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Prentice Hall Biology Chapter 3
Terms in this set (49)
Scientific study of interaction among organisms and between organsims and their environment, or surroundings.
the combined portions of the planet in which all of life exists, including land, water, and air or atmosphere
individual, population, community, ecosystem, biome, biosphere
Six levels of organization from Species to Biosphere (smallest to largest)
3 basic approaches to researching ecology
Observing, experimenting, modeling
The main energy source for life on earth. It can produce as much as 3.5 kilograms of living tissue per square meter a year in some tropical forests.
another source of energy, not the sun
Some types of organisms rely on the energy stored in inorganic chemical compounds
plants, and some algae, and certain bacteria can capture energy from sunlight or chemicals and use that energy to produce food.
use energy from the environment to fuel the assembly of simple inorganic compounds into complex organic molecules. These molecules combine and recombine to produce living tissue.
make their own food, either from capturing energy from sunlight or by capturing chemical energy. Autotroph
light energy to power chemical reactions that convert carbon dioxide and water into oxygen and energy-rich carbohydrates such as sugars and starches.
examples of autotrophs
when organisms use chemical energy to produce carbohydrates
Organisms that acquire energy from other organisms. Also known as heterotrophs.
Organisms that rely on other organisms for their energy and food supply.
obtain energy by eating only plants: cows, caterpillars, deer
eat animals: including snakes, dogs, owls
eat both plants and animals: Humans, bears, crows
feed on plant and animal remains and other dead matter. mites, earthworms, snails and crabs.
a group of heterotroph that breaks down organic matter: bacteria, fungi
Energy flow or how energy moves through ecosystems
Energy flows through an ecosystem in one direction - from the sun (or inorganic compounds) to autotrophs (producers) and then to various heterotrophs (consumers).
a series of steps in which organisms transfer energy by eating and being eaten.
Feeding relationships among the various organisms in an ecosystem forming a network of complex interactions
links all the food chains in an ecosystem together.
Each step in a food chain or food web
Levels of food web feeding relationships
Top to bottom: Top-level: carnivores, First-level: carnivores, Herbivores, Decomposers & Producers
A diagram that shows the relative amounts of energy or matter contained within each trophic level in a food chain or food web.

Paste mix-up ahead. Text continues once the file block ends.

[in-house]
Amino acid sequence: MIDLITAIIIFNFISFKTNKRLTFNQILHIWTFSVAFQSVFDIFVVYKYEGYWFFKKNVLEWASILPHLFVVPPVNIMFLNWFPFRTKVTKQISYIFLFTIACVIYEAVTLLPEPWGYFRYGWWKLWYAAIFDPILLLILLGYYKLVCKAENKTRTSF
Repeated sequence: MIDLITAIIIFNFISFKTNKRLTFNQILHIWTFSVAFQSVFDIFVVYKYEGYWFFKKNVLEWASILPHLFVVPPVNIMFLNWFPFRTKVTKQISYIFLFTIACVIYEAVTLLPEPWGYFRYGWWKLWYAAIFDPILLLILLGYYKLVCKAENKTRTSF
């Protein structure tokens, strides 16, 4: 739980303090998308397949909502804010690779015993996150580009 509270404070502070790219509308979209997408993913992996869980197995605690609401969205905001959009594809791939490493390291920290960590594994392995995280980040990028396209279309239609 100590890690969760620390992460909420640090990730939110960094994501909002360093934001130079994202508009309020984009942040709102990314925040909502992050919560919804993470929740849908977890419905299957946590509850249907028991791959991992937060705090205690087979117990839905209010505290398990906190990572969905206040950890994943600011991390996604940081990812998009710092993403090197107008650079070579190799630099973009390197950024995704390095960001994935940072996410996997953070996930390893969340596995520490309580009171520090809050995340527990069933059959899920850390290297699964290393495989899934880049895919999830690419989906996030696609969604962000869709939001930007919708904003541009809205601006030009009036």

A diagram that shows the relative amount of energy available at each trophic level. Name the 4 levels.
The amount of energy available within one trophic level that can be transferred to organisms at the next trophic level
The total amount of living tissue within a given trophic level - usually expressed terms of grams of organic matter per unit area.
A diagram that represents the amount of potential food available for each trophic level in an ecosystem.
autotroph, herbivore, omnivore
Put in order (bottom to top) as a food chain: omnivore, autotroph, herbivore
Pyramid of numbers
a diagram showing the relative number of individual organisms at each trophic level
The rate at which organic matter is created by producers. Dependent on the amount of available nutrients.
A single nutrient that is scarce or cycles very slowly within an ecosystem - it will affect an organisms growth
When an aquatic ecosystem receives a large input of a limiting nutrient - such as runoff from a heavily fertilized fields - and results in an immediate increase in the amount of algae and other producers.
Oxygen, carbon, hydrogen, and nitrogen
The four elements that make up 95% of the body of most organisms.
(the term connects biological, geological and chemical aspects of the biosphere)
The process of elements, chemical compounds, and other forms of matter passing from one organism to another and from on part of the biosphere to another
Water moving between the ocean, atmosphere, and land
Process by which water changes from liquid form to an atmospheric gas
Water evaporating from the leaves of plants in this process.
Evaporation and Transpiration
These are both ways that water can enter the atmosphere
How matter movement is different from energy movement in ecosystem
Energy flow is one way, matter is recycled within and between ecosystems
Evaporation/transpiration to condensation, to precipitation, to run-off/seepage to root uptake and over again....
Nutrients passed between organisms and the environment through biogeochemical cycles...such as Carbon Cycle, nitrogen cycle, phosphorus cycle.
The chemical substances that organisms require to live
The process of carbon circulating in the biosphere.
biological processes, geochemical processes, mixed biogeochemical processes, and human activity
The four different kinds of processes involved in the carbon cycle.
Process of nitrogen circulating in the biosphere
a process by which bacteria, living in the soil and on the roots of plants called legumes, convert nitrogen gas into ammonia...(side note: other bacteria in the soil then convert the ammonia into nitrates and nitrites, Producers then use these products to make proteins. Consumers then eat the producers and reuse the nitrogen to make their own proteins!)
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